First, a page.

Believing Your Age

Conan O’Brien’s departing message:

All I ask of you, especially young people … is one thing. Please don’t be cynical,” O’Brien said. “I hate cynicism — it’s my least favorite quality and it doesn’t lead anywhere. Nobody in life gets exactly what they thought they were going to get. But if you work really hard and you’re kind, amazing things will happen. I’m telling you, amazing things will happen.

Why ask this especially of young folks?  After all, among the generations, young folks are the least likely to be cynical, i.e., to generally attribute low untrustworthy motives to others.  And why should the truth of a belief about the world depend on your age anyway?  If low motives are common, that fact is equally true for all age people.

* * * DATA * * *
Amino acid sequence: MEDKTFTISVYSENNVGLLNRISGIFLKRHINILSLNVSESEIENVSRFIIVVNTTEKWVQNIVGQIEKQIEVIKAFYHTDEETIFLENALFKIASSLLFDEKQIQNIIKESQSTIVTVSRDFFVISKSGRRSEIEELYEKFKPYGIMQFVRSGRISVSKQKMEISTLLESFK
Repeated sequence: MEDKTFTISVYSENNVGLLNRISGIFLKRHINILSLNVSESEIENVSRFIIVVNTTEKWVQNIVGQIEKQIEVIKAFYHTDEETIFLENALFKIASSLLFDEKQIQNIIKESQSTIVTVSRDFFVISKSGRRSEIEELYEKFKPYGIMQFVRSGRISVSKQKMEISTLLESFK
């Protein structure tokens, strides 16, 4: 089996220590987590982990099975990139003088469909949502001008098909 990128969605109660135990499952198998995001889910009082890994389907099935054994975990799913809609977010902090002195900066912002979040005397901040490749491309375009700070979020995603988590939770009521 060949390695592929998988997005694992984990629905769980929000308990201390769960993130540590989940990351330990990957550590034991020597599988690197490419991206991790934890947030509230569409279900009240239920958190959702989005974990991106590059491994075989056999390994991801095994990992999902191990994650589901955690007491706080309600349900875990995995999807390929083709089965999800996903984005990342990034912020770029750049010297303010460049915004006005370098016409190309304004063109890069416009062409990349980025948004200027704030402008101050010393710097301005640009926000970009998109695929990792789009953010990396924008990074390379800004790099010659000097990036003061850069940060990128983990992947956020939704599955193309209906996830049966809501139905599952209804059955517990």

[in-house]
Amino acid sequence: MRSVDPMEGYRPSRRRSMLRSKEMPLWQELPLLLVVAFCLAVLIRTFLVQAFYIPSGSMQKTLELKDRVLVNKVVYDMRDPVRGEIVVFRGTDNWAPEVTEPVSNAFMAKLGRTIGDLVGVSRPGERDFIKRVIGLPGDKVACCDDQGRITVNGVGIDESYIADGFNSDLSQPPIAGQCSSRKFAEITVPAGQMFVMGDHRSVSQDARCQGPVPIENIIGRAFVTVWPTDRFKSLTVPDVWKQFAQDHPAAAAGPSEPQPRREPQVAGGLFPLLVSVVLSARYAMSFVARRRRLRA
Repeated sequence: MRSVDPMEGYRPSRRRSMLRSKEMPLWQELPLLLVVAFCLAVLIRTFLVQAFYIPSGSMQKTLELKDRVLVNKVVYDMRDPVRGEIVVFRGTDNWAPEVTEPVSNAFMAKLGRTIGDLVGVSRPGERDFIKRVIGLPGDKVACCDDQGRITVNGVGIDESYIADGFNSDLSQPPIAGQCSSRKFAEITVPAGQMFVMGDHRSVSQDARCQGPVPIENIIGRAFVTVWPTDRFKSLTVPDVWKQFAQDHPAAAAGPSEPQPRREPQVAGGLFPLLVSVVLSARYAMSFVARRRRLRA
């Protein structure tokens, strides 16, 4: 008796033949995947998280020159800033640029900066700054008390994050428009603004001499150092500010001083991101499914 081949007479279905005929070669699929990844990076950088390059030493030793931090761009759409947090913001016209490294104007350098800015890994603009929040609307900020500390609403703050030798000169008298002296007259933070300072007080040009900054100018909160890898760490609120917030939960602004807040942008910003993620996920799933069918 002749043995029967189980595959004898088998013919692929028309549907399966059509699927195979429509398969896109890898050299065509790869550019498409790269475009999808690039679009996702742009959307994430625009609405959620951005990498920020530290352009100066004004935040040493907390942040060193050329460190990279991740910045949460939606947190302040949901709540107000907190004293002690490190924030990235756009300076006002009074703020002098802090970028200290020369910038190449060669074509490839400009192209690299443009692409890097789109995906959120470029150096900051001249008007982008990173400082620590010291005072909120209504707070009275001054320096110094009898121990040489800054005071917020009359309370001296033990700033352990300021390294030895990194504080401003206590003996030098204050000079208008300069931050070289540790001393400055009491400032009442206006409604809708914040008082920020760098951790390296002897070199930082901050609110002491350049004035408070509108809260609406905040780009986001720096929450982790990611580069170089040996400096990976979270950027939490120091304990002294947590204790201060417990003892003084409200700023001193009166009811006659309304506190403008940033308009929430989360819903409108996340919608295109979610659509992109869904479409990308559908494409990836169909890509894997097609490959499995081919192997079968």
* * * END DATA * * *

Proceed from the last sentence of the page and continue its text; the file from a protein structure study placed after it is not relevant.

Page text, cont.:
Apparently, we like people to “act their age,” including having age-appropriate beliefs.  Young folks are supposed to be more idealistic, while old folks are more cynical.  Why?

This seems to me well explained by the standard econ concept of lock-in, where the costs of switching rise with the tenure of a relation.  Before you form a relation, you want to project high switching costs, while once you are locked in, you want to project low switching costs.

When you are idealistic about how others will treat you in your relationships, you become more attractive as a relation partner.  This helps you attract better partners.  Later in life, when you are attached to particular others via relations, you are better off being suspicious and cynical, as this gives you a negotiation edge when threatening to leave your partners, and discourages them from exploiting you.

HT Jennifer Ouellett.

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